Open Access

Isolated talonavicular arthrodesis and talonavicular-cuneiform arthrodesis for the Müller-Weiss disease

Journal of Orthopaedic Surgery and Research201712:83

https://doi.org/10.1186/s13018-017-0581-4

Received: 29 March 2017

Accepted: 21 May 2017

Published: 5 June 2017

Abstract

Background

The study aimed to introduce the isolated talonavicular and talonavicular-cuneiform arthrodesis for the stage III and IV Müller-Weiss disease and analyze their clinical outcomes.

Methods

Thirty patients of stage III and IV Müller-Weiss disease were divided into the talonavicular (TN) arthrodesis group and the talonavicular-cuneiform (TNC) arthrodesis group according to the perinavicular osteoarthritis by MRI scans. For the isolated talonavicular arthrodesis group, 16 patients underwent talonavicular arthrodesis with two 4.0 mm hollow headless compression screws. For the TNC arthrodesis group, 14 patients were received the TNC arthrodesis with reverse “V” shape osteotomy and autoallergic iliac bone graft. All patients were followed up at 3, 6, 9, and 12 months, and per 6 months after 1 year, by the AOFAS ankle-midfoot scores, and evaluated by radiographic measurements.

Results

All of them were followed up in two groups and all patients were satisfied with their clinical results. At the TN arthrodesis group, the patients’ mean was 39.8 months (range, 11–66 months) follow-up. The mean AOFAS ankle and hindfoot scores had improved from 38.3 ± 5.1 preoperatively to 88.9 ± 1.9 at the last postoperative assessment. At the TNC arthrodesis group, the mean follow-up was 51.7 months (range, 12–90 months). The mean AOFAS ankle and hindfoot scores were 40.1 ± 7.9 preoperatively to 90.1 ± 2.0 at the last postoperative. All of the cases were solid fusion on the radiograph.

Conclusions

According to MRI evaluation, either TN or TNC arthrodesis for stage III or IV Müller-Weiss disease have the good clinical outcomes with solid fusion rate and obvious improvement of the quality of life of patients.

Keywords

Müller-Weiss disease Autoallergic iliac bone graft Arthrodesis Osteotomy

Background

Müller-Weiss disease is a primary osteonecrosis of the tarsal navicular of unknown etiology [1]. Several theories have been proposed, including primary osteonecrosis [2], traumatic or biomechanical causes, congenital malformation, navicular osteoarthritis [3], and abnormal evolution of Kohler’s disease [4], but the delayed ossification of the tarsal navicular and an abnormal force distribution pattern have been the most accepted [5]. Most of the patients complain of chronic dorsomedial midfoot pain on weightbearing midfoot pain resulting in perinavicular osteoarthritis.

Maceira [5] classified the patients into five stages according to lateral X-rays: stage 1 shows minimal changes, whereas stage 5 is defined by complete extrusion of the navicular, stages 2–4 showed different degree of the compression of the navicular and the lowering of the longitudinal arch height. But Maceira admitted that the severity of the symptoms may not correspond with the radiological destruction of navicular bone or the stage of the disease.

When prolonged conservative treatment fails, surgery may be indicated. We describe arthrodesis of talonavicular or talonavicular-cuneiform joint according to the perinavicular osteoarthritis by MRI scans for the stage III and IV Müller-Weiss disease. We believe the individualization arthrodesis can restore the length of the medial column and relieve the pain caused by removal between the fragments or osteoarthritis.

Methods

At the isolated talonavicular arthrodesis group, we records 16 patients since 2008 of the Southwest Hospital, Chongqing, China. Sixteen feet in 16 patients (2 men and 14 women) with MWD disease were identified. The average age of the patients at the time of surgery was 50.3 ± 8.4 years (range, 35 to 62 years). According to the Maceira classifications, there are 11 stage III and 5 stage IV. The compression of the navicular and the severe talonavicular joints arthritis were proved be processing in all cases by MRI (Fig. 1). But none of these patients showed obvious arthritic change in the calcaneocuboid or subtalar joint.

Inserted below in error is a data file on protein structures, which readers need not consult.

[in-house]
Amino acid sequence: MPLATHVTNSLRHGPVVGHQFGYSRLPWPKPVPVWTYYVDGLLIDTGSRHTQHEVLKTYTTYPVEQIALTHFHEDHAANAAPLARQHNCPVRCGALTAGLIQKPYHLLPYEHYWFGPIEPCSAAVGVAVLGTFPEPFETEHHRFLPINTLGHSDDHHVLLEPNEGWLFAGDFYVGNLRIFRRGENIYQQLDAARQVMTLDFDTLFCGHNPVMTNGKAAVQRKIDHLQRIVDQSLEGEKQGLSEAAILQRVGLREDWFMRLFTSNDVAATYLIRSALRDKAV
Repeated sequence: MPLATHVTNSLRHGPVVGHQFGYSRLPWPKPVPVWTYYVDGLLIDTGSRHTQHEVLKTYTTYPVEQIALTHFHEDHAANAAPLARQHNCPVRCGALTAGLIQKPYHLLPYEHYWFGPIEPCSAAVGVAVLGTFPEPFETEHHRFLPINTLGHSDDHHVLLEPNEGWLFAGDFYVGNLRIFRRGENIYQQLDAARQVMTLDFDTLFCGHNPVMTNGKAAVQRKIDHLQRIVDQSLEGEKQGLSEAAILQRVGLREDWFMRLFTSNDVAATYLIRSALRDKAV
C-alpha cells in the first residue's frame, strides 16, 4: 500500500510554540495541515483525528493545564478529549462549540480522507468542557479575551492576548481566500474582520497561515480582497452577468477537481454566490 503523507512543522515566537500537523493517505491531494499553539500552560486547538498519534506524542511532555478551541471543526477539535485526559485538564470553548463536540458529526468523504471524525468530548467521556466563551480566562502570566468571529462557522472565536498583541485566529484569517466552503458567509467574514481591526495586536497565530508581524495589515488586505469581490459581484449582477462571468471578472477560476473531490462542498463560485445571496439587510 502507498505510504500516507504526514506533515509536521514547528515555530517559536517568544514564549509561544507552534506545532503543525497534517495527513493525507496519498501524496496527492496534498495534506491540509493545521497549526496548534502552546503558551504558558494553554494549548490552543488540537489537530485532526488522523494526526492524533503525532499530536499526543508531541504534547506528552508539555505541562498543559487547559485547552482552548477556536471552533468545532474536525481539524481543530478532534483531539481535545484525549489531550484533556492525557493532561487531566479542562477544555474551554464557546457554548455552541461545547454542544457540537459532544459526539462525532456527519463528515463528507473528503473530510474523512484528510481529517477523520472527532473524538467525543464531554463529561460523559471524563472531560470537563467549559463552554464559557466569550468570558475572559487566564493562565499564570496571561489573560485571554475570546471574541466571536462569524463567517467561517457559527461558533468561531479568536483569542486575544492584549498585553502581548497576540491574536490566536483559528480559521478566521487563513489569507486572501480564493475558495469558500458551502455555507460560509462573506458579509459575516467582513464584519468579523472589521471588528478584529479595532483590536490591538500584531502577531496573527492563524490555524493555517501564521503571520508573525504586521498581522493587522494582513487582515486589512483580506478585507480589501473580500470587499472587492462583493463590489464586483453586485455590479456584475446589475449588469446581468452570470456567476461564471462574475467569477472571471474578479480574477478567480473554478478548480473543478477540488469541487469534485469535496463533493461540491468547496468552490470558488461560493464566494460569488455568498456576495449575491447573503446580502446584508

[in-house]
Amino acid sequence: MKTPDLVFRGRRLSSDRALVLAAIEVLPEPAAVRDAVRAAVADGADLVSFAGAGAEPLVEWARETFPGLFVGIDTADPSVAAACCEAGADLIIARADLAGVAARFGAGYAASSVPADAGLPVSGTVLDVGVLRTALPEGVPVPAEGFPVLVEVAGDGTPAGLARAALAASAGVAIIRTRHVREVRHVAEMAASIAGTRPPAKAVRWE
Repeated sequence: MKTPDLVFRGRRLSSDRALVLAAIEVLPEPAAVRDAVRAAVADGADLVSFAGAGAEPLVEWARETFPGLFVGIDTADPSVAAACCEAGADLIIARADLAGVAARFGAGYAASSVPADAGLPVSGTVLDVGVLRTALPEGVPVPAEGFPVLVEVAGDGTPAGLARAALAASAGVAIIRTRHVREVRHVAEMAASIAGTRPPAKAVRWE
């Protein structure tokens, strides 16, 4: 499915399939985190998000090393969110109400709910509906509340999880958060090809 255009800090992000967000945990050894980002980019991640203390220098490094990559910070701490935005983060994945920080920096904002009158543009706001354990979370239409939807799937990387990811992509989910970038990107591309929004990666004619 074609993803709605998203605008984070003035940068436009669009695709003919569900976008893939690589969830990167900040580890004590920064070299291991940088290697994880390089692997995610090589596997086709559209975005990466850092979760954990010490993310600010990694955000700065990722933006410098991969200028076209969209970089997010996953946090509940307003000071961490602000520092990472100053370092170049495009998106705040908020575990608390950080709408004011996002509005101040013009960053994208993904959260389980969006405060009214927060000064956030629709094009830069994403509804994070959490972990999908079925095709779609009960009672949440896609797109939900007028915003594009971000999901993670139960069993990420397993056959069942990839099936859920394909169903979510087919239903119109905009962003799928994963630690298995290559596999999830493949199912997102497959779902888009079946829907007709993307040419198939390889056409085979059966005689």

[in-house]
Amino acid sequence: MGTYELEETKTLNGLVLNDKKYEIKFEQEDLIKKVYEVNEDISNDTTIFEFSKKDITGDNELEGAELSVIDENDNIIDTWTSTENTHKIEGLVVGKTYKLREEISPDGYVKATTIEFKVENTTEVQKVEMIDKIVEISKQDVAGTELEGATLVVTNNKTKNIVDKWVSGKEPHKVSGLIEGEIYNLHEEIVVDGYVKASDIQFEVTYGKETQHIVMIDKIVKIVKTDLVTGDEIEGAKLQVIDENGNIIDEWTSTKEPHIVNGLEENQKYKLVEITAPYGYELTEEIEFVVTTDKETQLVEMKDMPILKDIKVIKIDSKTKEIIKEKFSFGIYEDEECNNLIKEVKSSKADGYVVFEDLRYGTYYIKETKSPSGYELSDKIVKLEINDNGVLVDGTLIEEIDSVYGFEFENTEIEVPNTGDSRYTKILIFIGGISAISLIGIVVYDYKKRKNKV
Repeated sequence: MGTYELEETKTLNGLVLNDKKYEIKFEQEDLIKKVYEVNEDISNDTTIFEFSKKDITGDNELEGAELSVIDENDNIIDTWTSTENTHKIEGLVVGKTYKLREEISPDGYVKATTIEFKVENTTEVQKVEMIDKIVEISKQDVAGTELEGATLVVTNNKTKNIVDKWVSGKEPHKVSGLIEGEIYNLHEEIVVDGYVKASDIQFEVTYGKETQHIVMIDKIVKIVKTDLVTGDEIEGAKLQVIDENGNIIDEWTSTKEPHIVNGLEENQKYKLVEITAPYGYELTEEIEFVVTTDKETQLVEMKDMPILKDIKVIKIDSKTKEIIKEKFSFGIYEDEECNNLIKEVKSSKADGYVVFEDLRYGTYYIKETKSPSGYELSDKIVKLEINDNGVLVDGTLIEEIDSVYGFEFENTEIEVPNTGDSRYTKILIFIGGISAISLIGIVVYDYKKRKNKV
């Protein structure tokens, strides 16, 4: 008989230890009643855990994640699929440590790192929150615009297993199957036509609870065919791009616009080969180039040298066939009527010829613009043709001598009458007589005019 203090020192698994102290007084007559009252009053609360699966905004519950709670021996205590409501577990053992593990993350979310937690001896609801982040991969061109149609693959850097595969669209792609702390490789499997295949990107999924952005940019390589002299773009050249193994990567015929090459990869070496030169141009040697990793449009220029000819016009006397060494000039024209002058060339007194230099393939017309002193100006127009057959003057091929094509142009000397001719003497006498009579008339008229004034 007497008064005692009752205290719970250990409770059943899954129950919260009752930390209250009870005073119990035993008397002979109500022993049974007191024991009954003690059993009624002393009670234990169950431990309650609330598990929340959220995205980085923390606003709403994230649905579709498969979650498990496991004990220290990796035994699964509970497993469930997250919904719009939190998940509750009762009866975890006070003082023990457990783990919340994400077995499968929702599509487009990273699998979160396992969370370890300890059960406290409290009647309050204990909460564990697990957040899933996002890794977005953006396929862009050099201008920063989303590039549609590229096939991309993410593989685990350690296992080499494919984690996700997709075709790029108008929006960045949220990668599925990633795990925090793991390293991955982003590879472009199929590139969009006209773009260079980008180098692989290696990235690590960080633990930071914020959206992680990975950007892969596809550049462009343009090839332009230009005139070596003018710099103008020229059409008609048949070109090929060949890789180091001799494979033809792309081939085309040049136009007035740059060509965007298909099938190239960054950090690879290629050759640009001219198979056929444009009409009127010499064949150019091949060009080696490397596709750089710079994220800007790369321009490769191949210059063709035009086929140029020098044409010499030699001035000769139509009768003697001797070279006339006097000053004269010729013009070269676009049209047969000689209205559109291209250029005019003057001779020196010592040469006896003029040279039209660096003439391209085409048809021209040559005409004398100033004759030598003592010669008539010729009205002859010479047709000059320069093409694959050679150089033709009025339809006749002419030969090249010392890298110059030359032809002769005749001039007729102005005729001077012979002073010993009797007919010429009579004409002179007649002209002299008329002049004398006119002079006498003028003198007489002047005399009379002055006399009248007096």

Fig. 1

The necrosis of navicular and severe talonavicular joints arthritis in T2 fast-suppressed image of MRI scans

At the TNC group, we recorded 14 patients since 2008 at the same hospital. There involved 14 patients (4 men and 10 women) with the stage III MWD disease. The average age of the patients at the time of surgery was 49.2 years (range, 32 to 69 years). All patients complained of midfoot pain on standing and walking and had gradually collapsed of the medical longitudinal arch, with the arthritic change of talonavicular-cuneiform joint by MRI (Fig. 2).
Fig. 2

Magnetic resonance manifest osteonecrosis of the tarsal navicular bone and severe peri-navicular osteoarthritic changes in T2 fast-suppressed image

In both groups, the patients were treated conservatively with insoles and physiotherapy for at least 6 months. None of them had trauma history, rheumatoid arthritis, renal failure, or lupus erythematosus. The patient, who accompanied with multiple arthritis or infection, obvious deformity in hindfoot, was excluded.

The surgical technique

For the isolated talonavicular arthrodesis group, all patients underwent surgical intervention by the two senior authors (HH Cao and KL Tang) in our hospital. After general anesthesia, the procedure was performed in the supine position with a thigh tourniquet to stanch bleeding. An incision of about 4 cm was made between the anterior tibial tendon and the extensor hallucis longus to expose the talonavicular joint. The dorsolateral protruding necrotic navicular bone was excised and all residual cartilage was removed from the talonavicular joint. For the stage III cases, two 4.0 mm hollow headless compression screws (Newdeal, USA) were implanted through the talonavicular joint by vertically the articular surfaces (Fig. 3). The reverse “V” shape osteotomy of talonavicular joint to restore the medial arch height and autoallergic iliac bone graft were applied additionally for the stage IV cases.